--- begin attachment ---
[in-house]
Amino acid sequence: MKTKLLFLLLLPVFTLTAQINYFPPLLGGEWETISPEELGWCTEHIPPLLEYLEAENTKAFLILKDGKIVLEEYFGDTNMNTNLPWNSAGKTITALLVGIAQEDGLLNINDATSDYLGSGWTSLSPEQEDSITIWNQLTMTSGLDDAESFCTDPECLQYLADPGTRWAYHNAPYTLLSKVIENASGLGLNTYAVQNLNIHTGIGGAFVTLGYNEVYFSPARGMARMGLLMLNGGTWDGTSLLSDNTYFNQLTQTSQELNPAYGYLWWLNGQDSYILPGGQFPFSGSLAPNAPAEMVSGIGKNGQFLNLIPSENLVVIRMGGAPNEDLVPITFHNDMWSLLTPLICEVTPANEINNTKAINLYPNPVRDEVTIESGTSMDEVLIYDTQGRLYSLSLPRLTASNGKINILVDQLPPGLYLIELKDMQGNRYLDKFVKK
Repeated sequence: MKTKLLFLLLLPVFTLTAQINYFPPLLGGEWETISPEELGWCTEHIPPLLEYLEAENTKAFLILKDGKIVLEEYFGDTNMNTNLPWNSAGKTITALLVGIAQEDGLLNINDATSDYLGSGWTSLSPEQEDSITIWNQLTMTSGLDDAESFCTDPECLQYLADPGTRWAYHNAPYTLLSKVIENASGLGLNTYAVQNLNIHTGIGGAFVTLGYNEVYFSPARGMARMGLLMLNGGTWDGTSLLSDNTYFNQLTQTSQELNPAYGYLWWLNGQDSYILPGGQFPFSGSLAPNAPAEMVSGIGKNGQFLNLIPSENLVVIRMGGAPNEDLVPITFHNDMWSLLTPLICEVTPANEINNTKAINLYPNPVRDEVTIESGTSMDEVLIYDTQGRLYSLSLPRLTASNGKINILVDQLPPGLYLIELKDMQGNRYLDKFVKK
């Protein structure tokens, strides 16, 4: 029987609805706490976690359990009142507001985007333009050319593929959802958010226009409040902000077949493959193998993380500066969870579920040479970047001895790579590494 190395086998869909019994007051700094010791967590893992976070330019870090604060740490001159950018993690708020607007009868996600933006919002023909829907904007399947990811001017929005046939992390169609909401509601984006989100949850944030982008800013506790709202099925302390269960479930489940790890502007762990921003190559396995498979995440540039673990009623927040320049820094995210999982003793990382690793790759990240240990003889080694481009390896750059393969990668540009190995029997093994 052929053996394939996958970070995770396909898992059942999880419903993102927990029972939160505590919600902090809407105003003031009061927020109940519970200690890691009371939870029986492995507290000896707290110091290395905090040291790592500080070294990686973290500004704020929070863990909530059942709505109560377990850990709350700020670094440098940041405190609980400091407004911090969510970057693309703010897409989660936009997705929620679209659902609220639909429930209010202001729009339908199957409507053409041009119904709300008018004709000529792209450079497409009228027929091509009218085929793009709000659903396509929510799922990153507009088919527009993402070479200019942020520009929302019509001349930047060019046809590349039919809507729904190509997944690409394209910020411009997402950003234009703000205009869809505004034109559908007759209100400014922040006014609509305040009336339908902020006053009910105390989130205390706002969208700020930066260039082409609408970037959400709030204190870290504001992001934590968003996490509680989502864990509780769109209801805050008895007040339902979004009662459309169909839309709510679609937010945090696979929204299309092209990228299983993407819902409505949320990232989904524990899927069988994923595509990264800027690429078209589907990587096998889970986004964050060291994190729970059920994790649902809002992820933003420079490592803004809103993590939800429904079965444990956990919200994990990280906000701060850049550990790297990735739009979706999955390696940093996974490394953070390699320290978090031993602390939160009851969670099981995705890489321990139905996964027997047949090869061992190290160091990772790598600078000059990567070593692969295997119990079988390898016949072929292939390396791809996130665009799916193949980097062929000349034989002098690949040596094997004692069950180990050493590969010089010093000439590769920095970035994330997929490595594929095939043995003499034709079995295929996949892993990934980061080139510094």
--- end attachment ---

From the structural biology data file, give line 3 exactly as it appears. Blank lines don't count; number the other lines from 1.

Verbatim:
Repeated sequence: MKTKLLFLLLLPVFTLTAQINYFPPLLGGEWETISPEELGWCTEHIPPLLEYLEAENTKAFLILKDGKIVLEEYFGDTNMNTNLPWNSAGKTITALLVGIAQEDGLLNINDATSDYLGSGWTSLSPEQEDSITIWNQLTMTSGLDDAESFCTDPECLQYLADPGTRWAYHNAPYTLLSKVIENASGLGLNTYAVQNLNIHTGIGGAFVTLGYNEVYFSPARGMARMGLLMLNGGTWDGTSLLSDNTYFNQLTQTSQELNPAYGYLWWLNGQDSYILPGGQFPFSGSLAPNAPAEMVSGIGKNGQFLNLIPSENLVVIRMGGAPNEDLVPITFHNDMWSLLTPLICEVTPANEINNTKAINLYPNPVRDEVTIESGTSMDEVLIYDTQGRLYSLSLPRLTASNGKINILVDQLPPGLYLIELKDMQGNRYLDKFVKK